There’s no question that successful SEO work depends largely on the keywords that you’re looking to...
If Google has given your website a "manual action", don't panic! In today's article we'll tell you everything you need to know.
Google places a manual action on a website after a (human) reviewer decides that the website owner is trying to manipulate their search index.
Most of the time, Google maintains the quality of its search pages via algorithms. However, they have recently started using more human, "manual" reviews in case spam or dubious SEO practices slip through.
In this article, we'll explain:
According to their page:
Google issues a manual action against a site when a human reviewer at Google has determined that pages on the site are not compliant with Google's webmaster quality guidelines. Most manual actions address attempts to manipulate our search index.
In other words, if you try to "game" the SEO system, Google will penalise you even if your behaviour has fooled the algorithms. This can include:
Sometimes, though, Google will put a manual action on your site even if it's not something you're doing deliberately. Remember, the process is designed to protect web visitors. So you will also be penalised for:
First of all, you can check if your site currently has a manual action. Google will tell you via your Search Console messages. It will also produce a report which you can get to via the Search Console dashboard.
The most significant result is that your website will be penalised in Google's search engine results rankings:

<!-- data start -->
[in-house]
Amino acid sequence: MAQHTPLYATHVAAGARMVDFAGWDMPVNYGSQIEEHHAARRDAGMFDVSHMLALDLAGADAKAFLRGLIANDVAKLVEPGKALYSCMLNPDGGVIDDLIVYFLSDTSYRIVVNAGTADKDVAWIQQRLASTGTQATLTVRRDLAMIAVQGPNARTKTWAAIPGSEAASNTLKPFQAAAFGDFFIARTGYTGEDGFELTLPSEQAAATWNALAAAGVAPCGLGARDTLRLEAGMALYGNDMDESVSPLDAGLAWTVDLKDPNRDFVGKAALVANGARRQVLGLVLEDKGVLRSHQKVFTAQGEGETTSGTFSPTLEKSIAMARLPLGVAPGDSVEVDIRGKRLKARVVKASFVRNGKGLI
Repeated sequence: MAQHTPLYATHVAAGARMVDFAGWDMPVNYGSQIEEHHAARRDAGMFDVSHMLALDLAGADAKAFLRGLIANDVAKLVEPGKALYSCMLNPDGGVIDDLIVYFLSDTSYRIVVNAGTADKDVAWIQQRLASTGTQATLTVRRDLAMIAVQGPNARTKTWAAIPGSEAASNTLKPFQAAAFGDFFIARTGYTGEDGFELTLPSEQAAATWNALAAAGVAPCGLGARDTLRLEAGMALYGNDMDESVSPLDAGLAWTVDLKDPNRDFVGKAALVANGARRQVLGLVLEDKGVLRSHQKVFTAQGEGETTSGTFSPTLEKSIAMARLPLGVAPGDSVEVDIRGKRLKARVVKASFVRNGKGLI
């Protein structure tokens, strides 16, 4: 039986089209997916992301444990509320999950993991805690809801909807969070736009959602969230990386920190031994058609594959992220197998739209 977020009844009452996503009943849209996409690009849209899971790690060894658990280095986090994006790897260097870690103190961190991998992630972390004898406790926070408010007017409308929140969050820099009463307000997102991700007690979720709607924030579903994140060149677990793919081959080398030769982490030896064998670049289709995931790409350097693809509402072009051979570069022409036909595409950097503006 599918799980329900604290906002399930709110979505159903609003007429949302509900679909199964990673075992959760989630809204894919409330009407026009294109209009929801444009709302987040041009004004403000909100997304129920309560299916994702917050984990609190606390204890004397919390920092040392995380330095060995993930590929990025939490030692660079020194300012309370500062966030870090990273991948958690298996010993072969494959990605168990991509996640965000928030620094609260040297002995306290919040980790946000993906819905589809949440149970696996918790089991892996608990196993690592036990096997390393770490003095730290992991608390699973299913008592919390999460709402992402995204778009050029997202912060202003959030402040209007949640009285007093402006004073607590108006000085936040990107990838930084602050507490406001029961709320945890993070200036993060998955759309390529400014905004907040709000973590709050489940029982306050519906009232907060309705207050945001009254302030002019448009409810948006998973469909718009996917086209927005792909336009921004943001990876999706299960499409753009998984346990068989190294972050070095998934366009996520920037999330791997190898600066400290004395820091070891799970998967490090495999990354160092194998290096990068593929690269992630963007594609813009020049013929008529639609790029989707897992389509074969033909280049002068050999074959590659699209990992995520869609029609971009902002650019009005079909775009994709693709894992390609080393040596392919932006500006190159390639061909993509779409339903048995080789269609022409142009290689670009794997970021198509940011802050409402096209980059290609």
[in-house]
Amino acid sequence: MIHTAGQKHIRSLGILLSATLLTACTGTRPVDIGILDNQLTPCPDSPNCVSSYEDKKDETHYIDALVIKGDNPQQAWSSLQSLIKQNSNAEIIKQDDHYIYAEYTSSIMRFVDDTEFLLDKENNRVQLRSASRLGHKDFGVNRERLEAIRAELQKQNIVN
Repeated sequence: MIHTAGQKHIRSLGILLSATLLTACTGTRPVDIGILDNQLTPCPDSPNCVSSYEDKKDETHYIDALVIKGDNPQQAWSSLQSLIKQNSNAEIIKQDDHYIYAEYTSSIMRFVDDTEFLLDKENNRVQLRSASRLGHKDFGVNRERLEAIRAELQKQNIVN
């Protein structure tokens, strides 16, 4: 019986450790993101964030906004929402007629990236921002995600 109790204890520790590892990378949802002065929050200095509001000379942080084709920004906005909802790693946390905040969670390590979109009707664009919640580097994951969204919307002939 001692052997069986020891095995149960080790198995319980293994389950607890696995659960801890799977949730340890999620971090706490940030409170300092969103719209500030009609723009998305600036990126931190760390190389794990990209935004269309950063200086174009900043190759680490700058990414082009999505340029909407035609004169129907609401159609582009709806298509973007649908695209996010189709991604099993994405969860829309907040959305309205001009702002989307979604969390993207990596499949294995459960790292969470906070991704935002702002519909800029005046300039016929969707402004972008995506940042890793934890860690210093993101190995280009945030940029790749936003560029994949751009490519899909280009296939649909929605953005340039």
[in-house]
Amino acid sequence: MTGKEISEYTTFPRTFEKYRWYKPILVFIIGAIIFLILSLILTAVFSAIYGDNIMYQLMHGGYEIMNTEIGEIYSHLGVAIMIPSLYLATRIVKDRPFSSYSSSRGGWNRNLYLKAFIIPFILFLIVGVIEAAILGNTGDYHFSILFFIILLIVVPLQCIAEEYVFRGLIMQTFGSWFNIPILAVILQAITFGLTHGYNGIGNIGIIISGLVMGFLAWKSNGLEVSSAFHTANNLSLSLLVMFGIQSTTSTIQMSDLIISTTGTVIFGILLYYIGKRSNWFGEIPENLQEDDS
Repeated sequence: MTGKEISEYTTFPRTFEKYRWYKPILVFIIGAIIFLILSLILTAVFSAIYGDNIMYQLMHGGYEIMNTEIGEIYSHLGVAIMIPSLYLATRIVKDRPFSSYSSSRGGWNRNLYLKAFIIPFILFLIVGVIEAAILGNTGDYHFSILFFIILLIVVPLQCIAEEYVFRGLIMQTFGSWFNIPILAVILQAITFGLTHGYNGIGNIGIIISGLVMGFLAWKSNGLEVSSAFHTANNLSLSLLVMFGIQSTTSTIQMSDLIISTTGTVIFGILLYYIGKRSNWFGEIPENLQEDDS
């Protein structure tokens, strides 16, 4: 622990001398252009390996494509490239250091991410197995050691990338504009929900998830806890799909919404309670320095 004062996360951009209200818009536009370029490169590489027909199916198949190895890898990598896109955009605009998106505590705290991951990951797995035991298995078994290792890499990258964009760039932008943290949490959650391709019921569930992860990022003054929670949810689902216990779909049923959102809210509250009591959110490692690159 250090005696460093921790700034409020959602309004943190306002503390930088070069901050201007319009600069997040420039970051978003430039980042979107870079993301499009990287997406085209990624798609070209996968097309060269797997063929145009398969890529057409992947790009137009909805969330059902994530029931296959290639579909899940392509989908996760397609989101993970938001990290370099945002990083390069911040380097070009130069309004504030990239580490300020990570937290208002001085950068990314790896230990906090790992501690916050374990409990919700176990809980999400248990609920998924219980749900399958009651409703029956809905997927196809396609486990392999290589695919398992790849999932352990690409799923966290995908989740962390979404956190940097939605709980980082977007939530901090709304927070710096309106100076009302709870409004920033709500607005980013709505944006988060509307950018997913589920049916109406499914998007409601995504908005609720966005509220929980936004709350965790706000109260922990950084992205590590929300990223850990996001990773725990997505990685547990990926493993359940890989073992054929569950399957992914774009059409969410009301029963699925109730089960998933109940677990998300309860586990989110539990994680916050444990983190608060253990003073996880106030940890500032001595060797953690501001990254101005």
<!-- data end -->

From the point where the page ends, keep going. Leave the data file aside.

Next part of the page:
Most issues reported here will result in pages or sites being ranked lower or omitted from search results without any visual indication to the user.
Manual actions are handled slightly differently from "security issues". Security issues are flagged up when they think your site is hacked. Because this could harm a visitor, they will show a warning message to anyone coming to your site.
Our article 5 Tips To Prevent A Hacked Website will be useful if you have any concerns.
Manual actions, by contrast, are raised when the website is trying to manipulate the search engines, but isn't necessarily dangerous to a user.
We will start by saying that you can't just "get the manual action taken off". The process works as follows:
In most cases, step #2 is pretty obvious once you know what the problem is:
If you want to keep your website free of manual actions, you need to start from scratch. Ensure you stick to the best practices of website security and compliant SEO:
As long as you stick to these rules, you should be fine.
If you have any questions about how to get a manual action off your website, please get in touch and one of our experts will be able to help you out.